in the studio

2009-May24-Champlain400 085[small]

Reel des nouveaux mariés (the 'newlyweds reel')

Staffers know it, so do many listeners. Local musicians definitely know it. The performance space in the heart of Vermont Public Radio’s Colchester offices is one of the acoustically finest recording studios in the state.

I spent today in there, interviewing and hosting several musicians for a showcase we’re producing. It’s part of the station-wide project celebrating this year’s Lake Champlain Quadricentennial anniversary. Not sure when today’s session will air. Possibly in early July. Keep an eye here, I’ll let you know.

The day started off on the right foot (and the left, and the left-right-left!) with Lisa Ornstein and André Marchand, the French-Canadian fiddler and guitarist/singer duo. They’re in town for a concert this evening at UVM but took a little time to stop by and share some of their wide repertoire of chansons, dances, reels and other traditional tunes. They’re great. Lisa has a longstanding connection to this area, as a protégée of the legendary fiddler Louis Beaudoin. Among André’s credits is several years with Quebec’s Juno-winning La Bouttine Souriante. We all got a laugh from Lisa describing her move from Canada back to the family home, after graduating: “It was in Maine. Northern Maine. So far North in fact that when I moved back there I had to go NORTH from Québec City to get there!”

Marty, Robert and me in the studio (ace audio engineer Chris Albertine in the background)

Marty, Robert and me in the studio (ace audio engineer Chris Albertine in the background)

Next up was one of my favorite local acts, the Burlington-based duo of Robert Resnik and Marty Morrissey. With more than 30 instruments and 50 years of experience between them (25 of those years playing together), these two really know how to share some learning, have a great time, and get everyone else involved in the fun too. And why not? There’s a lot to keep a songwriter entertained here: a rich maritime and military history, wildly unpredictable weather, breathtaking natural beauty (every season!), Champ (Lake Champlain’s elusive answer to the Loch Ness monster), farming culture, and…yep, even rock snot. And other invasive species.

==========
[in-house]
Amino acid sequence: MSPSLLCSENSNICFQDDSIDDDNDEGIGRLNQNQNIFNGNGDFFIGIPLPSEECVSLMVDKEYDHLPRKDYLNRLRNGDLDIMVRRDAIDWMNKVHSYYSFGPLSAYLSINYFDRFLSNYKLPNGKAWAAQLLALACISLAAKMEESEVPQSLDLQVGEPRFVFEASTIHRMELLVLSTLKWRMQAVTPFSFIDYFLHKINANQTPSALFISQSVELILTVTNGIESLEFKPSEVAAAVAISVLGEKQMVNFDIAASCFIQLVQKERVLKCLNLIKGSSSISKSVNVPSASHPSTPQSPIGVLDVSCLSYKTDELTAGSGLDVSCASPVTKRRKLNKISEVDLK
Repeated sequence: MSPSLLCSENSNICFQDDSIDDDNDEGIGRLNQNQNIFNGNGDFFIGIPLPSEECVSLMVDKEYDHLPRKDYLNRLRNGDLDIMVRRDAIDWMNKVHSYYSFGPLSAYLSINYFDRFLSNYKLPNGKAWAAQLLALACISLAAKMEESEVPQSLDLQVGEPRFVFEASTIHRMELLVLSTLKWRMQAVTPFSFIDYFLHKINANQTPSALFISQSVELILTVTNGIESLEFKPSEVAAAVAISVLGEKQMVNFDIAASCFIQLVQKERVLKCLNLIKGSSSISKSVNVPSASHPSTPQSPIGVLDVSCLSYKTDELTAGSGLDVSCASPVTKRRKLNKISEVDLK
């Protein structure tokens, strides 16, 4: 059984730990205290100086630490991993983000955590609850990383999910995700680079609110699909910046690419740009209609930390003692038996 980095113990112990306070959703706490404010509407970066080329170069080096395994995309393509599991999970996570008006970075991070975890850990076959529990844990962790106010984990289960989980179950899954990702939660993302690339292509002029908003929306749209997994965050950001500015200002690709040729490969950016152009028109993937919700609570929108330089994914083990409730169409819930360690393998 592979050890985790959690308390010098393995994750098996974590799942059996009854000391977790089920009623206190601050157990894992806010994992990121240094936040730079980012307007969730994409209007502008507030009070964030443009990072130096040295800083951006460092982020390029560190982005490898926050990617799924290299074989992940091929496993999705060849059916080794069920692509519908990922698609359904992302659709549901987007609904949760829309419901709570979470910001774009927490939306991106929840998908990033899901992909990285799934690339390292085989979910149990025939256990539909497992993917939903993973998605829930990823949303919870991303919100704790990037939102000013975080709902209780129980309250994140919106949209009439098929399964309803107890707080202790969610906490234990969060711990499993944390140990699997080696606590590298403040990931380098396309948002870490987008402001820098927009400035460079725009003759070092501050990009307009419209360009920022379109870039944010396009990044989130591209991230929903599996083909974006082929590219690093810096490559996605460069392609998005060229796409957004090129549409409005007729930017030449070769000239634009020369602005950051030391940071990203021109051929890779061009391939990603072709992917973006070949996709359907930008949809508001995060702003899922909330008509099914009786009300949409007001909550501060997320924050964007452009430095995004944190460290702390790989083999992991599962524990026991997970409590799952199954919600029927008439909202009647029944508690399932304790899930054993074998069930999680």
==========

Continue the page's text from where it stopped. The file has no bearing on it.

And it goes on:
After a short break we were joined by singer/songwriter Alan Greenleaf. A farmer himself, fittingly, he had spent the earlier part of the day playing at the opening weekend of a local farmer’s market. He offered a final set of original songs ranging from the whimsical to the poignant, covering everything from the flood of 1927 to the austere landscape of our northern winters, and that hallowed Vermont summertime tradition, the Strolling of the Heifers. Really. Greenleaf likes to describe this as the rare parade that’s not about wars.

This was just one of those days where I feel lucky. Blessed to live where I do, fortunate to be involved in special gatherings like this, and grateful to have the ears and eyes to be able to take it all in.

Thanks to everyone who was part of today’s recording session.

The final words for the day come from Mr. Greenleaf: “I never get tired of looking out the window. This is a beautiful place we live in, Vermont. It’s worth a lot of songs.”

For further exploration:

Robert Resnik & Marty Morrissey’s Old and New Songs of Lake Champlain

Alan Greenleaf: Singer/Songwriter/Farmer

(Lisa Ornstein’s website is currently in development. I’ll add the link here when it’s ready.)



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